The Trans Community Could Use Some Investment In Our Advocacy Infrastructure and Our People

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I noted with interest a conversation Renae Taylor had on her FB page recently in which she talked about the struggle we trans advocates have just making enough money to sustain our lives or the viability of our organizations.

She expressed a wish that a fund be created that would pay the bills of a trans advocate for at least a year so that they can focus full time on advocacy work instead of having to work non advocacy jobs to pay bills.

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Renae’s modest proposal sounded to me similar to the MacArthur Foundation’s Fellows Program, or what is called the ‘Genius Grant’. 

Fellows must be citizens or residents of the United States, can be working in any field, and have shown “extraordinary originality and dedication in their creative pursuits and a marked capacity for self-direction”.  

The Foundation doesn’t take applications for it.   They solicit at a certain time anonymous and confidential nominations that are reviewed by a confidential group of a dozen people.  Those people review the nominations and recommend awardees to the foundation president and board of directors. 

Usually the first sign that a person has won a MacArthur Fellowship is when they get a congratulatory phone call from the Foundation.  According to the website, ‘The fellowship is not a reward for past accomplishments, but rather an investment in a person’s originality, insight, and potential”. However, it is considered a significant honor to receive it.

MacArthur Fellows get a no strings attached $625,000 grant paid to them in quarterly installments over a five year period.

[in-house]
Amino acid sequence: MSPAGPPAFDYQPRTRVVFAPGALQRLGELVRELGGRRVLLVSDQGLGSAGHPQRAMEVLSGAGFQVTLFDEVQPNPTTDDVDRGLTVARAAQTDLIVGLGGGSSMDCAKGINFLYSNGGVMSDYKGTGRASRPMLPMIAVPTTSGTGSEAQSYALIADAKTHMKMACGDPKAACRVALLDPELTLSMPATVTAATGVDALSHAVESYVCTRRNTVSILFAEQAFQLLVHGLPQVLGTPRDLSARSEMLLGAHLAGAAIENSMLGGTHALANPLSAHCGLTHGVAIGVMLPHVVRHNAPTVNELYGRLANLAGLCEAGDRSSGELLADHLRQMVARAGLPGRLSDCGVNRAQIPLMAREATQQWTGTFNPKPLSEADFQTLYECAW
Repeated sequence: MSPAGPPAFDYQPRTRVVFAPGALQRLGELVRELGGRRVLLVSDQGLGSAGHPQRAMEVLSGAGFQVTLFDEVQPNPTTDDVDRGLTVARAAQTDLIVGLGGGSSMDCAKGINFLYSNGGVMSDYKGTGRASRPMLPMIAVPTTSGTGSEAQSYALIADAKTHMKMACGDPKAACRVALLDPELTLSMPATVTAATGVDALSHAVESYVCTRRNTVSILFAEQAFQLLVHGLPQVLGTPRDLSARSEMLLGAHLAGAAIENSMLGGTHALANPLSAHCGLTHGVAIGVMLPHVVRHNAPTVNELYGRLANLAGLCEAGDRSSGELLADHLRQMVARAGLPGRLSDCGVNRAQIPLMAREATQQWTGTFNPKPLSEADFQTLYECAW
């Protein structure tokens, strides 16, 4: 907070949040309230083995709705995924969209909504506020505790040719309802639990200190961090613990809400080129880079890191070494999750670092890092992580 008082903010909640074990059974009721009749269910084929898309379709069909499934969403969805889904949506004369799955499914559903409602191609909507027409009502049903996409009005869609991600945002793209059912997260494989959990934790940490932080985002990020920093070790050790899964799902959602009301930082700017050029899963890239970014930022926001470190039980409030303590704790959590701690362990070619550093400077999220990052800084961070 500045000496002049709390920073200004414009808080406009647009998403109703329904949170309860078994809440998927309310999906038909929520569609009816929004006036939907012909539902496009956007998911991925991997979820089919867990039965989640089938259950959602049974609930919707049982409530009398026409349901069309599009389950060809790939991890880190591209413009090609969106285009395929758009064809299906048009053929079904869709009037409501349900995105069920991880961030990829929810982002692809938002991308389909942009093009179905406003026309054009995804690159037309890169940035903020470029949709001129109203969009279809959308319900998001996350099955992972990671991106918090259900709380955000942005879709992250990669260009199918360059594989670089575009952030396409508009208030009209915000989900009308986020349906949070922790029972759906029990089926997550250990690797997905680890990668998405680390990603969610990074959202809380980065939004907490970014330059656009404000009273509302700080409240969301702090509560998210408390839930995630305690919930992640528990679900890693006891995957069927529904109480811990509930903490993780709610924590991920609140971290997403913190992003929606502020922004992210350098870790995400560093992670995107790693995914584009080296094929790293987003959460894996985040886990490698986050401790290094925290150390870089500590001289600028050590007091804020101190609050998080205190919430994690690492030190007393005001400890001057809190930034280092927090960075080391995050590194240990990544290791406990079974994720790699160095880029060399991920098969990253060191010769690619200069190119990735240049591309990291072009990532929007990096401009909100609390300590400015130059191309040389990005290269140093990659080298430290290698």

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That is a life changing amount of money.  These fellowship grants have been awarded to 945 people since 1981, and people such as Marian Wright Edelman, Junot Diaz, Ta-nehisi Coates and Alison bechdel are just some of the distinguished people who have received MacArthur Fellowships.

So back to discussing Renae’s idea.

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The trans community and trans activism suffers from a major lack of significant investment in our organizations via a vis organizations primarily focused on the lesbian and gay community.   If those trans organizations are focused on trans communities of color,  they get even less funding than their white trans counterparts..

Heaven help that trans organization if it is based in the eleven state southern US region, AKA the former Confederacy.   It gets as a whole only 8% of the available donor funding made to TBLGQ organizations, with the majority of that money being gobbled up by Atlanta and Houston based orgs.

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These underfunded trans organizations are fighting well funded right wing orgs with people who get paid quite well to come up with ways to oppress us.  The ED’s of many of the anti-trans hate orgs are making just on their salary alone, more than the annual operating budget of many POC trans led organizations.

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And since 2014, the trans rights legislative battles have predominately been in the southern US.   Considering we’re majorly outspent, it’s a miracle we have been as successful and do the work we do on basically a shoestring budget.

So imagine what we trans folks could do, especially in communities of color if we could spend our days working full time in well funded organizations to help our communities,

Imagine if our most talented advocates didn’t have to do Go Fund Me appeals just to get the money to pay their bills or have to spend time being stressed out and worried about how next month’s bills are going to get paid

Just having them paid for a year would be a load off the minds of an advocate, and would allow them to focus on doing what is needed for the community and allow them to save what money they may earn elsewhere.

That’s why Renae’s idea is an intriguing one.   The question is where would the seed money come from for it? 

 Would be nice if Renae’s idea became a reality, because at this critical point in our trans human rights struggle, we could definitely use the investments in our trans advocacy infrastructure and our people. .

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